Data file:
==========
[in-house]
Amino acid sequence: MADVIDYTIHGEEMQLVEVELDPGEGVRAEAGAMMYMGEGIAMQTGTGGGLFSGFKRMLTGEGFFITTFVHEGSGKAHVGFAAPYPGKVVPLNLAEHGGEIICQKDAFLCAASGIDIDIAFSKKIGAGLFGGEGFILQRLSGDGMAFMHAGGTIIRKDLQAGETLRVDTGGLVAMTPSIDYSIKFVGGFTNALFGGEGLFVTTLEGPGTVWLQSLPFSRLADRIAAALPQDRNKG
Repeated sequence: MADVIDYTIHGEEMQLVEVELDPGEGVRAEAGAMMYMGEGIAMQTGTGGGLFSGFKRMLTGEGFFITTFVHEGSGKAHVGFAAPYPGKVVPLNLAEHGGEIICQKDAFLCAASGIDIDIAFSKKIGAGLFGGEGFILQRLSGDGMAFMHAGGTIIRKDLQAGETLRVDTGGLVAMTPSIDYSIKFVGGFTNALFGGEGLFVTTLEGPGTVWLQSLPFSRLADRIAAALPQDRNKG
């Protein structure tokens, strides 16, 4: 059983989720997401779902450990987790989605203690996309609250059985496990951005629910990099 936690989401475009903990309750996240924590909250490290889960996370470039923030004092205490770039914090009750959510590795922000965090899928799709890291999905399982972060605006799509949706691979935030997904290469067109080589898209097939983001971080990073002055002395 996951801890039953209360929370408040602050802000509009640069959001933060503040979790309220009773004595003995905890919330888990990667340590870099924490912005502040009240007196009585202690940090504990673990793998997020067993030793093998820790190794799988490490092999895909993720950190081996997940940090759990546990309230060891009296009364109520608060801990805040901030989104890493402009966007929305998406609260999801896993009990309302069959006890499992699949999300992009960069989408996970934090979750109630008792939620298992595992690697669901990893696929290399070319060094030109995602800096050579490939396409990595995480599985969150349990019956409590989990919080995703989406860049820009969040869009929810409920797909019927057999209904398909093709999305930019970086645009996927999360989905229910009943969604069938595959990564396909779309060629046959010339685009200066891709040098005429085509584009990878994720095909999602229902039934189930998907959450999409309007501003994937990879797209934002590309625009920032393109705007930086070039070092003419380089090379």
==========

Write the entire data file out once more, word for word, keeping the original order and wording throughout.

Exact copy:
[in-house]
Amino acid sequence: MADVIDYTIHGEEMQLVEVELDPGEGVRAEAGAMMYMGEGIAMQTGTGGGLFSGFKRMLTGEGFFITTFVHEGSGKAHVGFAAPYPGKVVPLNLAEHGGEIICQKDAFLCAASGIDIDIAFSKKIGAGLFGGEGFILQRLSGDGMAFMHAGGTIIRKDLQAGETLRVDTGGLVAMTPSIDYSIKFVGGFTNALFGGEGLFVTTLEGPGTVWLQSLPFSRLADRIAAALPQDRNKG
Repeated sequence: MADVIDYTIHGEEMQLVEVELDPGEGVRAEAGAMMYMGEGIAMQTGTGGGLFSGFKRMLTGEGFFITTFVHEGSGKAHVGFAAPYPGKVVPLNLAEHGGEIICQKDAFLCAASGIDIDIAFSKKIGAGLFGGEGFILQRLSGDGMAFMHAGGTIIRKDLQAGETLRVDTGGLVAMTPSIDYSIKFVGGFTNALFGGEGLFVTTLEGPGTVWLQSLPFSRLADRIAAALPQDRNKG
């Protein structure tokens, strides 16, 4: 059983989720997401779902450990987790989605203690996309609250059985496990951005629910990099 936690989401475009903990309750996240924590909250490290889960996370470039923030004092205490770039914090009750959510590795922000965090899928799709890291999905399982972060605006799509949706691979935030997904290469067109080589898209097939983001971080990073002055002395 996951801890039953209360929370408040602050802000509009640069959001933060503040979790309220009773004595003995905890919330888990990667340590870099924490912005502040009240007196009585202690940090504990673990793998997020067993030793093998820790190794799988490490092999895909993720950190081996997940940090759990546990309230060891009296009364109520608060801990805040901030989104890493402009966007929305998406609260999801896993009990309302069959006890499992699949999300992009960069989408996970934090979750109630008792939620298992595992690697669901990893696929290399070319060094030109995602800096050579490939396409990595995480599985969150349990019956409590989990919080995703989406860049820009969040869009929810409920797909019927057999209904398909093709999305930019970086645009996927999360989905229910009943969604069938595959990564396909779309060629046959010339685009200066891709040098005429085509584009990878994720095909999602229902039934189930998907959450999409309007501003994937990879797209934002590309625009920032393109705007930086070039070092003419380089090379």